Despite internal friction, BJP stays with SAD

  • Kumar Uttam, Hindustan Times, New Delhi
  • Updated: Feb 10, 2016 10:03 IST
BJP president Amit Shah had a meeting with Punjab BJP leaders on Saturday to discuss the future of the alliance. (HT PHOTO)

The Bharatiya Janata Party and Shiromani Akali Dal will remain friends.

The BJP leadership has shrugged off suggestions from local leaders to break away but is open to renegotiating later the terms of engagement.

BJP president Amit Shah had a meeting with Punjab BJP leaders on Saturday to discuss the future of the alliance. “We do not see a split happening. Sailing together is the best option,” said a BJP functionary, who is part of the deliberations. Sources said Punjab deputy chief minister Sukhbir Badal met finance minister Arun Jaitley on Monday and Shah on Tuesday to discuss future course of action.

A leader present in the Saturday meeting said the central leadership shared with Punjab unit some figures of 2014 Lok Sabha elections that suggested that while Akalis were able to hold fort, NDA candidates performed poorly in BJP’s pockets.

Two critical reasons seem to be holding BJP back from any adventurism in Punjab that will go to polls next year. The party has grown in Punjab over the last decade but is not big enough to test electoral waters on its own strength. Its presence is limited to urban pockets of Punjab and has never fought polls in Jat-dominated areas that are held by Akalis under seat sharing pact.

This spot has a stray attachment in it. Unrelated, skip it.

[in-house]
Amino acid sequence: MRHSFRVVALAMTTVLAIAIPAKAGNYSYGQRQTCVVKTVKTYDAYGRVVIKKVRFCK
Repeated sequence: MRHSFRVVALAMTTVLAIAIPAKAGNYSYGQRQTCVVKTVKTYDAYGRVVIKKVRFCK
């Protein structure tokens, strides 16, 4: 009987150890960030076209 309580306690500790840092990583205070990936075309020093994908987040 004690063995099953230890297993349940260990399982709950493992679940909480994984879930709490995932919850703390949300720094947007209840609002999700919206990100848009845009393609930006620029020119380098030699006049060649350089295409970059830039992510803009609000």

Unlike Maharashtra, where it broke ranks with Shiv Sena in 2014 assembly elections, the BJP faces anti-incumbency in Punjab. It does not see the non-Jat, non-Sikh votes consolidating in its favour — as it happened in Haryana — in the assembly polls next year.

“We do not have the strength to contest all 117 seats. We cannot afford to be seen as a ‘non-serious’ player by fielding just 50-odd candidates in urban pockets,” a BJP office bearer said.

The BJP leadership is apprehensive that snapping ties might prompt the Akalis to return to hardline Sikh politics to protect its base. Such a situation might revive radical elements in Punjab. “The worst case scenario could be a defeat. But elections happen after every five years. We can wait for power, but not risk national interest,” the party functionary said.

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